[Skip to Navigation]
December 1953


Author Affiliations

From the Departments of Pediatrics and Psychiatry, University of Kansas School of Medicine.

AMA Am J Dis Child. 1953;86(6):726-732. doi:10.1001/archpedi.1953.02050080741004

VOMITING may be the first indication of an emotional disorder in an infant or child and in some cases is the only obvious symptom. A review of the general medical literature reveals that there are very few reports dealing with this topic. References to it in the psychiatric literature are more common, but here again the subject is covered in a rather sketchy manner. English and Pearson1 indicate that there are several mechanisms responsible for vomiting in children. They indicate that repressed hostility may be one reason. They also point out that identification with a pregnant mother may be a cause for vomiting in girls. An identification with an ill parent and a desire to be like the parent may be a third reason for vomiting. A fantasied ingestion of a love object may be the fourth reason. Bettelheim2 cites a case of a boy whose parents forced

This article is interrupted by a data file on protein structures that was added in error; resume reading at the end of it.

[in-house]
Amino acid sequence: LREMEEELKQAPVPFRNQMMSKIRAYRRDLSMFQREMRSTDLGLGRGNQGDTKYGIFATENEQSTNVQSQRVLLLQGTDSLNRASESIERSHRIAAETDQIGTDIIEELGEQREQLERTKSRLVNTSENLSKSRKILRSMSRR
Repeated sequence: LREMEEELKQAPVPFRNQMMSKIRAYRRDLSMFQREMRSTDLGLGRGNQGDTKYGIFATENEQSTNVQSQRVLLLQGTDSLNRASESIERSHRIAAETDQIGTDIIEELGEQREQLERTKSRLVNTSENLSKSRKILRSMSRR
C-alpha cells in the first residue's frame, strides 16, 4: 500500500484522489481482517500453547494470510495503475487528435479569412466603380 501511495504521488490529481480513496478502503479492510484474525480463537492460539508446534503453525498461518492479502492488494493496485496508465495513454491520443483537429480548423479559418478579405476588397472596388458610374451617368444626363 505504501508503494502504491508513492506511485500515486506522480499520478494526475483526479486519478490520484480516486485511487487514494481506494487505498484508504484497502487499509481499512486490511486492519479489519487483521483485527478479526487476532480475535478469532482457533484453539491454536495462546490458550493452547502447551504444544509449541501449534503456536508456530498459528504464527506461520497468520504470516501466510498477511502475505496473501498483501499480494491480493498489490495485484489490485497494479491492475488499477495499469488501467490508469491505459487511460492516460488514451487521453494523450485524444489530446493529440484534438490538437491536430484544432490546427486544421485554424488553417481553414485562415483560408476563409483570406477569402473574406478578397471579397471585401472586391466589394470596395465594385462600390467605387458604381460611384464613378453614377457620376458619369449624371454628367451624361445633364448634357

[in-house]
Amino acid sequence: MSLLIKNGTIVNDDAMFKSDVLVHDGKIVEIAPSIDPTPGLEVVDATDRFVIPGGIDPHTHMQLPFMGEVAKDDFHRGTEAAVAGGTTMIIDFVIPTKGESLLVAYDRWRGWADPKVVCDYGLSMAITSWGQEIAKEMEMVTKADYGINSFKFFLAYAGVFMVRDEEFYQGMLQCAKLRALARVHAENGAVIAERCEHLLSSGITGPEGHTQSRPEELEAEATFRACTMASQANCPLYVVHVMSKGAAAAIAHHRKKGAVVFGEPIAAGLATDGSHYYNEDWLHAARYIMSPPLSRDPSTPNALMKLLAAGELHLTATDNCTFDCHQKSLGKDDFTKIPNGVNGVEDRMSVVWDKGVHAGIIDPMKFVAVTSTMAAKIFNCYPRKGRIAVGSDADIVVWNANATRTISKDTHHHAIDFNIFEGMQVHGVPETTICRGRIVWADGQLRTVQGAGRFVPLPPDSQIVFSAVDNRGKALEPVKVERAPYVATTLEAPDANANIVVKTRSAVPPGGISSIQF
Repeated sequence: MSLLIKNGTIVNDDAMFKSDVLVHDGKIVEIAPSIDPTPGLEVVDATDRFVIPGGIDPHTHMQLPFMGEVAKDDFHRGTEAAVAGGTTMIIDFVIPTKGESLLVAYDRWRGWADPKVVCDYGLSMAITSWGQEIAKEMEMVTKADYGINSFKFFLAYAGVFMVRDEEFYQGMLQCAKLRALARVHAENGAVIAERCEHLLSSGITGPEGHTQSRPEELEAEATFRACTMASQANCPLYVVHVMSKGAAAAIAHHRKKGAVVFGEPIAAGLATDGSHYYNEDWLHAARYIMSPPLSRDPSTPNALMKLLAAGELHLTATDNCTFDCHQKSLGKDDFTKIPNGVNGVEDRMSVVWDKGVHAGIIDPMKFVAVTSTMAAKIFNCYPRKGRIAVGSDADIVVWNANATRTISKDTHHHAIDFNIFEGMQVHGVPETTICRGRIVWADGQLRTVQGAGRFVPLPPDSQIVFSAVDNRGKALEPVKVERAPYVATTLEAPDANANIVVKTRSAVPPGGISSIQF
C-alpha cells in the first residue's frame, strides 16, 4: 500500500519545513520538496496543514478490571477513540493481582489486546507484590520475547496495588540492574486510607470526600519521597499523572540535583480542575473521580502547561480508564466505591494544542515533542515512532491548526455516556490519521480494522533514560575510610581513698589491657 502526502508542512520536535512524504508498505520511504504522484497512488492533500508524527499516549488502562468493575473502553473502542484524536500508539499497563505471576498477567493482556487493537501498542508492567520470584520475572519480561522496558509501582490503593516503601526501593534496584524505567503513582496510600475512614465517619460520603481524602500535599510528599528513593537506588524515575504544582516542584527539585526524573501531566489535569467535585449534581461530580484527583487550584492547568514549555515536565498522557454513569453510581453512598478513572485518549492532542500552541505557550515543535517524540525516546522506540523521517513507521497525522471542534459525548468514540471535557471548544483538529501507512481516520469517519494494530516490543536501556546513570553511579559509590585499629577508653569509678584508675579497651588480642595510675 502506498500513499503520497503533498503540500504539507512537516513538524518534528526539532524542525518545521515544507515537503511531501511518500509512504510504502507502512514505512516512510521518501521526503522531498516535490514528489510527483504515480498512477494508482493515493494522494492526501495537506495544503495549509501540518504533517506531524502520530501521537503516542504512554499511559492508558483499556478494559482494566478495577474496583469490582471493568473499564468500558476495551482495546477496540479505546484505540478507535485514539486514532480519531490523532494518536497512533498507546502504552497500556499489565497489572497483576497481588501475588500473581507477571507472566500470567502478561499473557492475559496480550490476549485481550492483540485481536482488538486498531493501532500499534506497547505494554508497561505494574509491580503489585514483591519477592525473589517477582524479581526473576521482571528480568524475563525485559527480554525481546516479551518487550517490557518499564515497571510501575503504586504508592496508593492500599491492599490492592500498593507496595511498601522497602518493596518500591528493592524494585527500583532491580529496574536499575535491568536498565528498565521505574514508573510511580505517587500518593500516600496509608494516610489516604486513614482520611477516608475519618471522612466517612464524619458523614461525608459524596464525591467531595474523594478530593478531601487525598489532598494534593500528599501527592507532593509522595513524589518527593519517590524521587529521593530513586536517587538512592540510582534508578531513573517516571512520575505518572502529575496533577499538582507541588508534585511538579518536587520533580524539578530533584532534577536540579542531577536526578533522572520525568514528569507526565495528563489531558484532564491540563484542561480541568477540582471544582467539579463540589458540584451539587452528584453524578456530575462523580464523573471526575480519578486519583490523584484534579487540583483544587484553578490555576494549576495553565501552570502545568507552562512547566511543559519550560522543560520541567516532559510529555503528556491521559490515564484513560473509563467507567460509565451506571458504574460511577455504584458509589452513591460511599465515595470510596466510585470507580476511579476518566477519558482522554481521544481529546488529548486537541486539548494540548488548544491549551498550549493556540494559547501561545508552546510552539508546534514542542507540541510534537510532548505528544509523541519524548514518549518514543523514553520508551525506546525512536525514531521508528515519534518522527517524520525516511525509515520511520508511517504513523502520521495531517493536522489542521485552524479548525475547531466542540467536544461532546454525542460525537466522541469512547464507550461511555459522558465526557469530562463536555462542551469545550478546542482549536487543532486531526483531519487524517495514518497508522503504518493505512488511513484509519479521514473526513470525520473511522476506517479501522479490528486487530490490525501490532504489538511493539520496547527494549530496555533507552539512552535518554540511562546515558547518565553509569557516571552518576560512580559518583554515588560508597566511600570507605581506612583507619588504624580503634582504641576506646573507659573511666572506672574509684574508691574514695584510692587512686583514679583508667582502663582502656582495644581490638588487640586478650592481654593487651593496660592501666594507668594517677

Add or change institution